Citizens deserve improved LA endowment metrics
It doesn’t help Louisiana’s higher education in general make the case that it should garner increased subsidization by taxpayers when in aggregate institutions’ endowments shrunk in a positive investing environment.
Disturbingly, a number of institutions’ academic foundations – legally separate fund-raising arms but controlled by their beneficiary institutions – reported not just losses for the past fiscal year, but in many cases these extended losses from prior years. This does not include athletic foundations. For example, the state’s largest endowment by far – the Louisiana State University Foundation – lost in the past two fiscal years 5.2 percent in investments, even as in this time span the total system funding eked out a small rise in total assets under the leadership of former Secretary of Economic Development Stephen Moret, who departed towards the end of the period.
That his investment acumen fell much short of his fundraising prowess seems shared across several other Louisiana universities that reported much similar losing results. Former Commissioner of Higher Education and present president of the University of Louisiana Lafayette Joseph Savoie, whose school’s foundation also suffered investment losses, inappropriately blamed fickle markets: “The endowment tends to follow the market. It goes up, and it goes down, depending on the overall performance of the market.”
Yes, but the problem is in the past couple of years Louisiana endowments appear to have gone in the opposite direction of a sluggish but rising equity market. Over the FY 2015 and FY 2016 period, the Standard and Poor’s 500 index, a broad-based equity indicator, increased just about 7 percent (including dividends). And while bonds didn’t appreciate as much, domestic categories still made positive gains. For that matter, burying it all still would have outperformed the actual negative returns made by these foundations.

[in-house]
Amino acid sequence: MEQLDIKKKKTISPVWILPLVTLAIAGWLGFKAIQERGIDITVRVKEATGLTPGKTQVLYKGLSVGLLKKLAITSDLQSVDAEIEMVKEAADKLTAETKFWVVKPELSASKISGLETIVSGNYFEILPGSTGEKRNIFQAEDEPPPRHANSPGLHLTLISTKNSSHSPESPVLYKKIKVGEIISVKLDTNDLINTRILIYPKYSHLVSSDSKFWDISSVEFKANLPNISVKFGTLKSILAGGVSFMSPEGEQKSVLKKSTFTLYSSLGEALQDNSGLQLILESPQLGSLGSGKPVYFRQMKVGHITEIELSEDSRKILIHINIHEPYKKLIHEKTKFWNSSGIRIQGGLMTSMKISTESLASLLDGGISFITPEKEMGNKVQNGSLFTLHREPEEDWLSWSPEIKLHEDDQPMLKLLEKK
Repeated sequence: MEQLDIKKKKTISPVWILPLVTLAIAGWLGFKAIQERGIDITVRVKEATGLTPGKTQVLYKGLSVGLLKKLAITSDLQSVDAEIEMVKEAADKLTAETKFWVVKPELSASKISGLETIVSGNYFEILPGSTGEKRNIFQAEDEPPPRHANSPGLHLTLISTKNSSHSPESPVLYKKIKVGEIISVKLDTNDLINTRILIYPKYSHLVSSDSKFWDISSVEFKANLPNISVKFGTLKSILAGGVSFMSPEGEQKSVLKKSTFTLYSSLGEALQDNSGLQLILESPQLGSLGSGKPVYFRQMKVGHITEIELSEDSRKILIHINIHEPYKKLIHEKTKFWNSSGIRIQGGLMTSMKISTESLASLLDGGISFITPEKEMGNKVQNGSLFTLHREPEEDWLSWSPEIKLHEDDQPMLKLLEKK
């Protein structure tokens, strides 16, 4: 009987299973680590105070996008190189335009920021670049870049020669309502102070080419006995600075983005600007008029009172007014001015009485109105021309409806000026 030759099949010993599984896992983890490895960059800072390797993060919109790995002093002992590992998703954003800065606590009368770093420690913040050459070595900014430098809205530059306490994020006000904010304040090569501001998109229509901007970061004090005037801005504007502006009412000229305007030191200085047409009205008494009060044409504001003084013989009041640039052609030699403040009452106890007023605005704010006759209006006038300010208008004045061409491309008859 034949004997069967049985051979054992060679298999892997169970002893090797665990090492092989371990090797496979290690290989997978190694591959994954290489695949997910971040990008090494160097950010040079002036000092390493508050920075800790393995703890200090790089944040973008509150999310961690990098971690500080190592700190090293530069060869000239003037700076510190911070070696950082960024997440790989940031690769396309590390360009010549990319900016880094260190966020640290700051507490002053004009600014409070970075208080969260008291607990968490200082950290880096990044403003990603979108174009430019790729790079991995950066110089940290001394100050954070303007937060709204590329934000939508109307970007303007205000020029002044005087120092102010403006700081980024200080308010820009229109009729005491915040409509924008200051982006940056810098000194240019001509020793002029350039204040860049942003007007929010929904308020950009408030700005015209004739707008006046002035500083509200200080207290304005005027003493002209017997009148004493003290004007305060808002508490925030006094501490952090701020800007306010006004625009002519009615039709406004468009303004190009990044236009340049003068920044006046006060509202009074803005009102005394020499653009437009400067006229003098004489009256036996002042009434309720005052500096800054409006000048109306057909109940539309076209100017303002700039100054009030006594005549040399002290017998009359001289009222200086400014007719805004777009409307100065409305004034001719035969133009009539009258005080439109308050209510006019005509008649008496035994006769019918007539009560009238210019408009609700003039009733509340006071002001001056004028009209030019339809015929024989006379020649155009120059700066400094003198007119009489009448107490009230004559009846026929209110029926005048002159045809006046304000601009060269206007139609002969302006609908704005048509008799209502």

The culprit, it appears, was overweighing in commodities and real estate. Why so many Louisiana endowments would do this, against what the bulk of investors were doing, is unknown but it happened, disappointingly. Especially when sitting on hundreds of millions of dollars to invest, with the buying power and economies of scale involved, as the Bernstein character in Citizen Kane noted, “Well, it's no trick to make a lot of money ... if what you want to do is make a lot of money.”
Worse, the subpar investing could not have come at a worse time. As across the nation states have pulled back on support of higher education, asking institutions to use more of their own resources, behind tuition and fees endowments potentially provide the next biggest source of financing.
Worst of all, in terms of giving to academic causes, Louisiana – using LSU as an indicator since it dominates the state’s university fundraising landscape – historically drags the rear among peer regional states for relative amount of giving and donations from school alumni. Unfortunately, that seems indicative of a substitution strategy where donations instead go to athletic pursuits; in the most recent year of available data, of the Southeastern Conference schools reporting, only LSU had more given to athletic than academic causes.
With these factors working against them, it’s imperative that Louisiana school foundations make prudent investing decisions. While, for example, the price of oil that has seen an upswing in price over recent months could continue and produce above-average returns in the future, that still won’t make up for a few years of downward performance.
Institutions need to vet rigorously their current advisers with an eye on replacing those who have consistently failed to perform at the median level of their professional category. Outreach programs must deemphasize athletics and increase concentration on solicitations for academics. These responses will reassure citizens that in any future reversal of the diminishing relative contribution of state resources going to higher education that they will have these dollars spent wisely.
Posted by Jeff Sadow at 11:10